In 1994 I planted 12 acres of hackmatack, also known as larch or juniper. The forester told me they would reach 60 feet tall and a foot in diameter in 12 years. I said "yeah right". I ate crow because they did grow as he said, BUT they eventually got the Japanese Bark Beetle and are slowly dying off. At about 3-4 trees per acre per year. This was field converted into forest that was a mono-forest. I tried planting these hybrids out in my forest but they all died. So in full sun..yes a success, but not mixed throughout a growing forest.

Oak:
I have no oak. None, and I have plenty of land...it just does not grow here. So I introduced it by taking acorns during a bumper year from a friends land, and just casting them about on probably 4 acres of ground. I am sure the birds and deer got many, but quite a few have still have grown up so there is oak now where no oak grew before. I call it a success; though if I was to do it again, I would use a tree planting spade and drop the seed in into the soil for better germination.

Black Spruce:
I have not always been a good boy. Quite a few years ago a large landowner clear cut thousands of acres of swamp, then decided to run for Senator. Knowing he would get slammed for his unethical harvesting, he had us plant Black Spruce in his swamp. I knew he did not care about his forest, so every night I took a flat of trees home and planted them on my own farm. I had a swamp of about 10 acres where I had cut some amazing Red Spruce so I re-populated with black spruce...a lot of black spruce! (yes this was stealing I know). The moose did a number on many of them the first few years, but now they are above moose-height and really doing well. I would call this a resounding success. But the reason is because these were plug seedlings I think, and matched well for my soil. As for the Senator want a be; he was just that, a wanna be and was never elected.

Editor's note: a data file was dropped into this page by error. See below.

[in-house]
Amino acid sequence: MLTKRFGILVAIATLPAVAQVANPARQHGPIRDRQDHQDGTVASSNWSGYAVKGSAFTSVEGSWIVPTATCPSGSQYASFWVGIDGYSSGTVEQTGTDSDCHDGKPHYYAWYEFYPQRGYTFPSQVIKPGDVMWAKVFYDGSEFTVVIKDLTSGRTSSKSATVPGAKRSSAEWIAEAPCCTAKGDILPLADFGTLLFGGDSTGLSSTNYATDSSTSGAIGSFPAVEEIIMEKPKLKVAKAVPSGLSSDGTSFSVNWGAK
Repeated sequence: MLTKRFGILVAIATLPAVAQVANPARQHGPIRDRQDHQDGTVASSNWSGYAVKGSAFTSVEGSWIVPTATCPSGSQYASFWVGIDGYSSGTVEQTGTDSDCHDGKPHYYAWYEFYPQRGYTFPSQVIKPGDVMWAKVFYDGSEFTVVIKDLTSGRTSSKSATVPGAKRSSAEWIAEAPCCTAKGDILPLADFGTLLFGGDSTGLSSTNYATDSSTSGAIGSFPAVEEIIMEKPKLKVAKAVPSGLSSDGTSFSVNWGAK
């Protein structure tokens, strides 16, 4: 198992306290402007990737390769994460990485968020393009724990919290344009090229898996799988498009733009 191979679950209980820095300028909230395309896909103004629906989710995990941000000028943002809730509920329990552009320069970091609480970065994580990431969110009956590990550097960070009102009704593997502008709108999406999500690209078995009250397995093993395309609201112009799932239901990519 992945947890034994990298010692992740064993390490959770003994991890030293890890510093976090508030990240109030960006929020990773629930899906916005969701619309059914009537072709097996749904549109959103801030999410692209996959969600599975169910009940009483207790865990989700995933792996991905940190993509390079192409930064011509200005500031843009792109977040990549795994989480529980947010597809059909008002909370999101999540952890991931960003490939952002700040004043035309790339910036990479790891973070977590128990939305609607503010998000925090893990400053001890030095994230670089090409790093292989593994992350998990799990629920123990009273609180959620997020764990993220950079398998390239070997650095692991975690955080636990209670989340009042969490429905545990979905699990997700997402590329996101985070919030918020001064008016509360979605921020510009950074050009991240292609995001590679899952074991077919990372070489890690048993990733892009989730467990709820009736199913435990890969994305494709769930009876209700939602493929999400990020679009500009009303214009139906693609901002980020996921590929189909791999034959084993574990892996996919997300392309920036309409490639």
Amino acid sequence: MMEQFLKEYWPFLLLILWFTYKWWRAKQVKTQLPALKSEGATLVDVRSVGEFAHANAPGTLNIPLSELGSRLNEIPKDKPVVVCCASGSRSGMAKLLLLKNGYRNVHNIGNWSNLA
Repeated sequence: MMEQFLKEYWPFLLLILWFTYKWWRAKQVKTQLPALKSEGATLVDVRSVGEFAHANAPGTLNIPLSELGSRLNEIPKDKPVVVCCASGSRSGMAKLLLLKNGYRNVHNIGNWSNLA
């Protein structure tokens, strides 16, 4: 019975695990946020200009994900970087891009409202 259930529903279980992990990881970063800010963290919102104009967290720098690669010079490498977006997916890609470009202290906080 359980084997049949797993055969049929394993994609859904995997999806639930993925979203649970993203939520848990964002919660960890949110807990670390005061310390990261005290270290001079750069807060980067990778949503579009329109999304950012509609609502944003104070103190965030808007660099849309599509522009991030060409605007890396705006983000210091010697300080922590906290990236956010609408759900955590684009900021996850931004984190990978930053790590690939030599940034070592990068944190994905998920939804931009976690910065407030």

Travis Johnson
pollinator
Posts: 933
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Oh one more thing people might be interested in: on my Forestry Plan, my entire woodlot is broken up into "stands" which may be based on topography, soil type, tree species, etc. Anyway the forester lists the best trees to grow on that particular soil, topography, slope, etc. It is very good information to have, but I m not sure exactly how to best use it as a landowner.

For instance 25% of my wood lot is comprised of Eastern Hemlock, but because commercially Eastern Hemlock has a lot against it; as it grows slow, does not pay well, has limited building uses, and has some strange properties, the USDA-NRCS does not even consider it worthy of growing. BUT I LOVE hemlock and use it to build everything on this farm. So I just do not see why they say do not plan to grow it when NATURALLY it grows really well here!

So I am not sure how to use what is listed to my advantage.